A 'Safe Pick' is a vehicle that’s not only gained the top safety rating for the people inside but also does a great job protecting other road users. It must also be equipped with Electronic Stability Control, a life-saving technology that can prevent many crashes.
Later model Volkswagen Transporters, Hyundai iLoad, Isuzu D-Max and Mercedes Benz Sprinter all gain the top safety rating and 'Safe Pick' status.
One of the great findings from the 2016 Used Car Safety Ratings was that a whole load of utes and vans emerged with 5-star ‘excellent’ ratings, with five of these also scoring ‘Safe Pick’ status. The vans were the best, with newer European designs leading the way. Up until now this segment had performed badly.
The utes were more of a mixed bag and only one of the five-star performers was awarded a ‘Safe Pick’. This is because these vehicle types are often inherently aggressive to other road users due to their structure, with many being built on a ladder chassis with high fronts.
How do we calculate the Used Car Safety Ratings?
The Monash University Accident Research Centre (MUARC) produces the Used Car Safety Ratings. For over 20 years they’ve gone through millions of Australian and New Zealand police accident reports. By studying injury rates in these crashes, they’ve built up a huge database of which cars are the safest.
The Used Car Safety Ratings measure three aspects of safety performance:
How a vehicle protects its occupants.
It estimates the risk of death or serious injury to the driver in a crash.
It is relevant to injury outcomes in about 90 per cent of crashes. The exceptions are those involving an unprotected road user (pedestrian, cyclist or motorcyclist).
How well a vehicle protects other road users in a crash including other vehicle occupants, pedestrians, cyclists and motorcyclists.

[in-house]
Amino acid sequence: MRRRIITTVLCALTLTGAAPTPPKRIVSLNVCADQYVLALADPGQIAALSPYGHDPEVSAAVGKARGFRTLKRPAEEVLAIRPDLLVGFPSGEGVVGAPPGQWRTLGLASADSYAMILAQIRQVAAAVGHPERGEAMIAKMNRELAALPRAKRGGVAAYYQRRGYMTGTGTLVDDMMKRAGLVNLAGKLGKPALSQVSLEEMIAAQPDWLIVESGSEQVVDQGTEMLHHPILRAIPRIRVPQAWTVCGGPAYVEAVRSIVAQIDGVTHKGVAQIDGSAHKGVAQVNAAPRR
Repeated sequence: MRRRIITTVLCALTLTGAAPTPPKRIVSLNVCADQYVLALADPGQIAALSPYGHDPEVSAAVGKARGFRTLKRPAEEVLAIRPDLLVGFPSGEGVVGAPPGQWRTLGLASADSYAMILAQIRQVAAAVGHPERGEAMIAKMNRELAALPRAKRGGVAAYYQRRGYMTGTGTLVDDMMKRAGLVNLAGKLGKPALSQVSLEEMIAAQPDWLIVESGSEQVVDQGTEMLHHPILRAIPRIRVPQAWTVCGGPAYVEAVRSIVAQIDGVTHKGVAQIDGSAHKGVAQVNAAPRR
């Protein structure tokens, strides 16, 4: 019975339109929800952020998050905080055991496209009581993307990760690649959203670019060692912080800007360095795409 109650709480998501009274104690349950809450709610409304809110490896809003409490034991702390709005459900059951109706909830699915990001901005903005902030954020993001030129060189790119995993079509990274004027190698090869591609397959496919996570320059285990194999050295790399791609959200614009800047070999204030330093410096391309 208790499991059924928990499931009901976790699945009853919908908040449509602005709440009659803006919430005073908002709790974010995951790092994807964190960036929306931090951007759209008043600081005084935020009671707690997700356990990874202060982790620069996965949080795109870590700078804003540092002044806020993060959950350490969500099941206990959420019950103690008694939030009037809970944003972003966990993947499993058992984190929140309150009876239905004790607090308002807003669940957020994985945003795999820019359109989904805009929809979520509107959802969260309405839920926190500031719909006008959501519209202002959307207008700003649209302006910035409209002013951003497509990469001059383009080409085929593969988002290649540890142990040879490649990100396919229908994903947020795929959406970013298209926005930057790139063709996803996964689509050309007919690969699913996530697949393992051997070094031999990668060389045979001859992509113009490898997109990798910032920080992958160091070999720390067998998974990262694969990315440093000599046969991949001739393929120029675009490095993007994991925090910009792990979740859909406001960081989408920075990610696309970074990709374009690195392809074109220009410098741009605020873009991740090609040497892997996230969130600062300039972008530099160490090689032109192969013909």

The risk of death or serious injury to another vehicle driver, pedestrian, cyclist or motorcyclists in a crash.
Is relevant to injury outcomes in crashes where another light vehicle or unprotected road user (pedestrian, cyclist or motorcyclist) is involved. About 55 per cent of crashes.
Total Secondary Safety:
Combines crashworthiness and aggressivity to give an overall injury rating in a crash.
Estimates the risk of death or serious injury to all road users, including vehicle drivers, pedestrians, cyclists and motorcyclists.
All these factors are looked at and calculated to give us a one to five star score which makes it easy to see at a glance which cars are safer.
And then we add in the 'Safe Pick' for the very best performers.
What makes a one vehicle safer than another?
Good safety design in cars is massively important in reducing risk of death or injury. Things like crumple zones, collapsible steering columns, reinforced door frames, front, side and curtain airbags all help to minimise crash forces.
Overall safety depends on how many of these features are present and how well they are designed and work together to protect people from injury in a crash.
These safety features have become more common over the years which is why, in general, it is better to buy the newest car you can afford.
The average risk of death or serious injury to the driver in a crash in a 2014 car is nearly 50 per cent less than in a 1996 car.
The average risk of death or serious injury to the driver in a crash in a post 2010 car is over 70 per cent less than in a car manufactured prior to 1970.
Newer designs and safety features have improved safety on average. In addition, newer vehicles have to comply with a wider range of standards (e.g. ADR 69, 72 & 73).
Written by Nicholas Platt, Senior Vehicle Engineer September 16, 2016